What Your Debt is Really Costing You (And How to Get Out)
It’s been said that paying off debt is like eating an elephant – it can only be done one bite at a time. Starting the process of becoming debt-free can be overwhelming, and not knowing how or where to start can prevent many people from starting altogether.
But paying off debt, and doing so as quickly as possible, is critically important to our journeys as faithful stewards. Proverbs tell us that when we are in debt, we live as slaves to our creditors. Not only does God intend for us to live in freedom, He also wants to use us more fully for His Kingdom. Debt holds us back by keeping us enslaved to a card, creditor, or company.
The Cost of Debt
Debt does not only hold us back from living as a faithful steward, but it also costs a lot of money. Because interest payments are so high, you end up paying much more on your debt than the item, experience, or education was worth in the first place.
Imagine you open a store credit card to earn free shipping and a discount with each purchase. But you haven’t been able to pay the balance in full at the end of each month, and over time, you end up accumulating $1,225 of charges on your card. It has an interest rate of 22% and a minimum payment of $28.
If you only make the minimum payment on that one card, you will end up paying $1,271.69 in interest ALONE – more than the charges were worth in the first place! Needless to say, that free shipping and small discount ended up costing you significantly more money than they were worth. Debt isn’t cheap! (And if you want to find out how much money you can save by paying off your debt fast, check out the Debt Snowball Calculator.)
But debt also costs us more than money – it causes anxiety, stifles creativity, and harms relationships.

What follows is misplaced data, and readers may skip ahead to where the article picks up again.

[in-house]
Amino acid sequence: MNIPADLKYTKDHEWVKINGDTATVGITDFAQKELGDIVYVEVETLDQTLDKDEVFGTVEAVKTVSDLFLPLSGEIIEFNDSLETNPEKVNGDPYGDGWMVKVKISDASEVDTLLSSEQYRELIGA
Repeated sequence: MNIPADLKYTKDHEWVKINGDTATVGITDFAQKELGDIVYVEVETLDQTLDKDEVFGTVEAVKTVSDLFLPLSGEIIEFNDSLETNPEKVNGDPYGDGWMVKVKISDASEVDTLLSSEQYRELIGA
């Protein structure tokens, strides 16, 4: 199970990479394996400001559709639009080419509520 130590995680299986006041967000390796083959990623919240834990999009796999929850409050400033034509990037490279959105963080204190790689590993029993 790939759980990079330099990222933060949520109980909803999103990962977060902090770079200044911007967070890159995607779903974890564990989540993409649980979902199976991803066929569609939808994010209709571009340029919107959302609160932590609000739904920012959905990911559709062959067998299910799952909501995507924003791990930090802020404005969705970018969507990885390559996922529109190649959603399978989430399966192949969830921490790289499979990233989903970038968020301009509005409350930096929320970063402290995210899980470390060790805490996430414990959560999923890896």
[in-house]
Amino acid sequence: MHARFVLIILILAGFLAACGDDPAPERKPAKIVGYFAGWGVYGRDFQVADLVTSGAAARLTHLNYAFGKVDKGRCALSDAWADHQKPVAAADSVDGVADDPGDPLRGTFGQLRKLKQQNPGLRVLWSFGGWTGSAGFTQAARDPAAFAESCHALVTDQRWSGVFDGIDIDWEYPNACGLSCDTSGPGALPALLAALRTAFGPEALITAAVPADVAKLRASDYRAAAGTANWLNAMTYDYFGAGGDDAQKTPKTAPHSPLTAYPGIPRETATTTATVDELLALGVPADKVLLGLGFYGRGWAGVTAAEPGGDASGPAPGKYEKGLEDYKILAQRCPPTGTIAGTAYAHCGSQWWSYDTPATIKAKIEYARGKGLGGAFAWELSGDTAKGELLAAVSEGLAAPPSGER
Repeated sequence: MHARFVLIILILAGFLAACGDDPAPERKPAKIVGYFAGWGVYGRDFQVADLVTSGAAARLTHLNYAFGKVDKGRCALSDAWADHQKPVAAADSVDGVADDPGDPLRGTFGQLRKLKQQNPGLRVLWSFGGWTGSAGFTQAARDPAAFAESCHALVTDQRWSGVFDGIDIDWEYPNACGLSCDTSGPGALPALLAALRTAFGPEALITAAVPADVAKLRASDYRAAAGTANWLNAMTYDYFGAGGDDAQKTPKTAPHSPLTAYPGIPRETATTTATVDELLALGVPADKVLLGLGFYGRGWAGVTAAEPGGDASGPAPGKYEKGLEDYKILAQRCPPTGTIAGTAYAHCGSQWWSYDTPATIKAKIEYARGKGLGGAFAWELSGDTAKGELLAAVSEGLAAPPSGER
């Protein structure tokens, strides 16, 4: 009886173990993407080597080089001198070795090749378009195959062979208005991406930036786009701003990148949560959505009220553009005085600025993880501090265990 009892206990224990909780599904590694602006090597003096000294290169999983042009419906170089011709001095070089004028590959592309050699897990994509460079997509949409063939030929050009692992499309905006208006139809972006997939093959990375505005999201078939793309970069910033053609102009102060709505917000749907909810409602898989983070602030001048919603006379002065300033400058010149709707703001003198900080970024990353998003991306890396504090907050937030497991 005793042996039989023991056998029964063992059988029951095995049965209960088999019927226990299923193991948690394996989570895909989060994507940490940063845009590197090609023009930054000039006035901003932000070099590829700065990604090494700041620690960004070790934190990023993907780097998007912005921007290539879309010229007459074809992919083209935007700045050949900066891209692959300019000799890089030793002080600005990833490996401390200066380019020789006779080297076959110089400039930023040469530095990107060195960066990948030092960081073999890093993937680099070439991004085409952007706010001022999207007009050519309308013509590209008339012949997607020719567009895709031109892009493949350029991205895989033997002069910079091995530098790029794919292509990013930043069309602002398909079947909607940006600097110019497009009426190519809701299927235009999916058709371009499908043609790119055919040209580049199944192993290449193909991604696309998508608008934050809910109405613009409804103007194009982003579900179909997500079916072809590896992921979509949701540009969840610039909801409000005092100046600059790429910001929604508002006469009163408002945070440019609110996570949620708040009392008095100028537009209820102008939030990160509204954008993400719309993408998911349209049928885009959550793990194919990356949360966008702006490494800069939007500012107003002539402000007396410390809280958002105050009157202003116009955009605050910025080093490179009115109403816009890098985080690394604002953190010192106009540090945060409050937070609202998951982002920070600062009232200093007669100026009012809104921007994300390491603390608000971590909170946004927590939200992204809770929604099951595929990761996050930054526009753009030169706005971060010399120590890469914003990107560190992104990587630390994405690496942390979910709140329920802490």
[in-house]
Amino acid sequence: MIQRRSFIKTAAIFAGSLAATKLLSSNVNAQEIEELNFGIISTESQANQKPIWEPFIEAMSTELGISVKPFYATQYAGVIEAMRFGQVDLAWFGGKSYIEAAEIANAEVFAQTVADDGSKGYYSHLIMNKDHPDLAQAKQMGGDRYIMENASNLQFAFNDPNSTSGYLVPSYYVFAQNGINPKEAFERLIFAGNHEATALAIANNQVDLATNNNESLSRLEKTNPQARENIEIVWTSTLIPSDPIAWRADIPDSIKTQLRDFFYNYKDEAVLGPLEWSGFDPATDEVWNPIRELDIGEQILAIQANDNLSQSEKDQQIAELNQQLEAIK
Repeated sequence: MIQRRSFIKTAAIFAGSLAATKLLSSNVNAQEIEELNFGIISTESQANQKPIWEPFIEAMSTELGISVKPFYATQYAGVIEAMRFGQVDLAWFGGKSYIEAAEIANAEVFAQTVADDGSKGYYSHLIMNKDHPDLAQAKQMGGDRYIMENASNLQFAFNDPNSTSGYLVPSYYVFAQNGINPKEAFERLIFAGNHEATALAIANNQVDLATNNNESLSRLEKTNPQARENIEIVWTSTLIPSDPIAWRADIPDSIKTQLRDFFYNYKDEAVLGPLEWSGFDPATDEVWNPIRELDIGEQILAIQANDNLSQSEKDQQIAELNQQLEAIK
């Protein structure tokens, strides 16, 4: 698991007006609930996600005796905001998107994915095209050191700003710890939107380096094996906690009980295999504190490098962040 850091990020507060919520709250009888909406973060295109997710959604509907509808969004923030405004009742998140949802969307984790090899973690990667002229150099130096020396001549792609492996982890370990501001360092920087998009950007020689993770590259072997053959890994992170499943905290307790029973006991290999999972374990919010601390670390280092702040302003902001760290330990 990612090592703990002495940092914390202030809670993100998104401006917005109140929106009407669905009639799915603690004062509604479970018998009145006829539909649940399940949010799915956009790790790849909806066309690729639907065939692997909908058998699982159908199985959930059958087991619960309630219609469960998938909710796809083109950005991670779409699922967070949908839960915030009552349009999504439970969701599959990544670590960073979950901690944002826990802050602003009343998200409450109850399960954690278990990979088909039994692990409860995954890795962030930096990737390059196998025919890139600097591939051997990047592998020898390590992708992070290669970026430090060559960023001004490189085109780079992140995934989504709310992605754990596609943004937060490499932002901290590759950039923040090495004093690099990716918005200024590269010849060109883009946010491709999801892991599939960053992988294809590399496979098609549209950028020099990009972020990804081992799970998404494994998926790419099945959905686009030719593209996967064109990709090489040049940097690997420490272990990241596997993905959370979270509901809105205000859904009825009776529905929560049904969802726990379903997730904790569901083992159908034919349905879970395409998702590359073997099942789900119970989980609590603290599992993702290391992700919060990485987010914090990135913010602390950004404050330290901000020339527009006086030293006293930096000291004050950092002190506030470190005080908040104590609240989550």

Unfortunately, many people increase their standard of living by using debt, only to find that it’s a heavy burden that controls their life. Though on the outside they may appear to “have it all” – the house, the cars, the vacations, the clothes – on the inside, they may be consumed by anxiety and hopelessness about their current financial position.
For many, their debt consumes every thought. The worry about paying it off, stress about making ends meet, and shame from hiding it is enough to keep you up at night.
Sadly, but not surprisingly, researchers have found a correlation between debt and mental illness. The increase of stress contributes to mental, physical, and emotional fatigue. It can also have a negative impact on your job performance, prospects, and longevity.
Not only does it contribute to the harm of personal health and career, it can damage relationships as well. Simple money management can be a huge source of stress in marriage, and the addition of debt can strain a marriage for long periods of time. In fact, it may keep you from getting married at all!
Larry Burkett, Crown’s founder, said, “The effects of financial bondage on a marriage relationship are measurable in the statistics of failed marriages. A marriage is a partnership – much like the right and left hands of the same person. God’s Word says that two people become one.”
Finances are cited as one of the top causes for divorce, and it’s no wonder – carrying the burden of debt is a heavy one for any two people to try and shoulder. It’s another reason God warns against it so heavily in Scripture.
What the Bible Says About Debt
God never says that debt is a sin, but He certainly discourages it. Romans 13:8 says that you should, “Let no debt remain outstanding.”
Proverbs 22:7 is clear that the “borrower is slave to the lender,” and the deeper you are in debt, the more like a servant you become.
In Luke 12:15, Jesus cautioned his followers to “Watch out! Be on your guard against all kinds of greed; life does not consist in an abundance of possessions.” Paul reminds us in 1 Corinthians 7:23 that, “You were bought with a price; do not become slaves of men.”